Mark Peters, the genius behind the blog Wordlustitude in addition to being a Contributing Editor for Verbatim: The Language Quarterly, a language columnist for Babble, and a blogger for Psychology Today, is our guest blogger this week. Below Peters encourages us to make old words hip again.
You have? Then let me tell you what my brother’s nanny has been up to with your father’s mechanic in the gazebo.
Not interested? Please. Much as we’d all like to believe we’re a little too well-placed on the evolutionary ladder to gossip and gab, studies show nine out of ten gossip-deniers are filthy liars—or so I’ve heard.
And just being part of that evolutionary ladder may predispose us to gossip: Robin Dunbar’s fantastic book Grooming, Gossip, and the Evolution of Language suggests that verbal nit-picking may have the same social-bonding function as literal nit-picking for our non-human brothers and sisters of the primate persuasion.
So don’t feel bad about your loose lips: gossip is your genetic destiny and should never be questioned.
What could be questioned is our language for talking about gossip (and the closely related field of chatter). Sure, words like babbler, bad-mouth, blather, buzz, chit-chat, he-said-she-said, scuttle-butt, and tattler are perfectly serviceable, and new lingo is being created moment-by-moment on the celebublogs. But there are many forgotten, underused, colorful terms just dying to be rescued from obscurity in the Oxford English Dictionary.
So whether you’re a blogger, a journalist, a scholar, or a snitch, here are some old words to freshen up your vocabulary. And you didn’t hear them from me.
One of the many joys of romping through the OED is noticing that our familiar repertoire of words had so many similar cousins, and that today’s common word—much like today’s common salamander—had to undergo a Darwinian struggle for survival, metaphorically killing off the competition. For example, we all know the word grrr refers to a dog’s growl, but at various times and places, yar, hurr, harr, girn, narr, gnar, and the piratical-sounding arr have meant the same. Similarly, racket seems to have outlasted clacket, which is type of racket defined as “Clacking, vigorous, and incessant chatter.”
This is an exact synonym for chatterbox; prattle-box has been used too. Contemporary word-maker-uppers with less maturity than your humble guest blogger might conjure additional insults such as prattle-breath, prattle-wad, prattle-face, and prattle-butt.
Reduplication is a popular way of making words for excessive yakking, probably because yada yada, blah blah, gibble-gabble, bribble-babble, and tittle-tattle sound slightly less sensible than prelapsarian or neurosurgery. Among the other 7,834 words with a special place in my heart is whitter-whatter, which an 1825 quotation explains, “A woman who is very garrulous is said to be ‘a perfect whitter-whatter’.”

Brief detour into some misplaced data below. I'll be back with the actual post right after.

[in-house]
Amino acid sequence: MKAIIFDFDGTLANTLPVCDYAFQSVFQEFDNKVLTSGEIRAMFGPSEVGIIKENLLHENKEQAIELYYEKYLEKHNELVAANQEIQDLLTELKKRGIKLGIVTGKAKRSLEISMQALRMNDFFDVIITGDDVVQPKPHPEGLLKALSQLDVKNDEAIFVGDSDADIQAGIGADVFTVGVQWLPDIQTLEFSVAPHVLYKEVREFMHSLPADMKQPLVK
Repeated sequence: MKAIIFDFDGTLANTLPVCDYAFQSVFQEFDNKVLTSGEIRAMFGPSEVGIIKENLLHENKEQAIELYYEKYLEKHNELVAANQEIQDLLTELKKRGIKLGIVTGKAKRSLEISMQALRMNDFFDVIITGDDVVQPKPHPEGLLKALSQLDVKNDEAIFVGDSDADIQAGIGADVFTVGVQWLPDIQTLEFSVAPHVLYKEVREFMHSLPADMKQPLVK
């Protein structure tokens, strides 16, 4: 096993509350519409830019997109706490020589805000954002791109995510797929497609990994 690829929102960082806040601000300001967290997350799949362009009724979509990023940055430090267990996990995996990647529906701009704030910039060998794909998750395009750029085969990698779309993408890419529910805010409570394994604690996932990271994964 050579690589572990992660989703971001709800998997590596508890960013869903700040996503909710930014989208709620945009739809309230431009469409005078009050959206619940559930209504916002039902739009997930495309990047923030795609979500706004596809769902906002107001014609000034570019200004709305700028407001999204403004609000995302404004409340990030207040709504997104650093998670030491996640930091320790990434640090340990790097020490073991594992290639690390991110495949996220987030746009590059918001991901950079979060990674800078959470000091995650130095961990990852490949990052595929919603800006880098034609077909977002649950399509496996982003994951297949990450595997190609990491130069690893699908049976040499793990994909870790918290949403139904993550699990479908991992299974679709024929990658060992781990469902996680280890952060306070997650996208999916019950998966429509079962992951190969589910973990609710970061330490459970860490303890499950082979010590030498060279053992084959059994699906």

gabble, chelp, chirm
Blab-blabbing people and cheep-cheeping birds are linked by many words: gabble is one, referring to unshushable people and geese. Chelp is another, defined as “To chirp or squeak; to chatter”, and it does have a cheepy, yak-yak-y flavor to it. An even chirpier old word and synonym is chirm. I’d say the noble birds have more reason to be insulted than the hairless apes: Idiots who can’t shut up during movies rarely have feathers.
This rare 1700s word sounds like chatter, and means chatter, and in 2008 looks like a blend of chatter and snark—that bile-y word that’s omnipresent (and omni-annoying) on the web. This is much snattering in the world; it’s time we said so again.
This serious-sounding word—which means “Vacuous chatter, mere talk”—is a nonce word. In related news, my name is Mark Peters, and I am a nonce-word-aholic. Words like nonce-word-aholic make me happy as a chocolate puppy on a spring day, and I collect nonces in my humorous, not-for-kids, dictionary-blog Wordlustitude, where you can enrich your Christmas cards with words like unbiggify, two-donut-dejellification, enthrallitude, bunnycapades, cat-nookiepalooza, and man-strumpet. The OED also has a metric truckload of nonce words, including transfisticate, cakate, and podicate—which mean to dish out punches, cake, and spankings respectively. As for psilology, this OED noncer never caught on, but has a famous user, Samuel Taylor Coleridge: “Schools of psilology (the love of empty noise) and misosophy”(1834). Misosophy is a slightly less rare word meaning “hatred of wisdom”.
In 1913, D.H. Lawrence used and defined this short, sharp word: “The Guild was called by some hostile husbands..the ‘clat-fart’ shop—that is, the gossip-shop.” These two little syllables, representing two of the body’s less-renowned musical instruments, make for a punchy, vivid, slap-in-the-face of a word.
All those A’s make this rare, nineteenth century word for “Idle talk, prattle, chattering” feel substantial and meaty; there’s also a strong hint of bastard and garbage here. It’s a word that makes me want to use it. Cease your bavardage! I can’t take this bavardage! I will give a shiny nickel to the first blogger who works bastard and bavardage into a sentence. Hey, I win.
It’s as old as 1871, but this 1877 quote voices a common opinion: “The simple, silent, selfless man Is worth a world of tonguesters.”
And that’s as good a cue as any to end my bavardage.
Unless you want to hear what I just heard about Paris Hilton, Barry Bonds, and a Presidential candidate who I couldn’t possibly reveal…
Ben Zimmer is taking a much needed vacation. In the meantime check out his “words of the week” on our main page (center column) or by clicking here.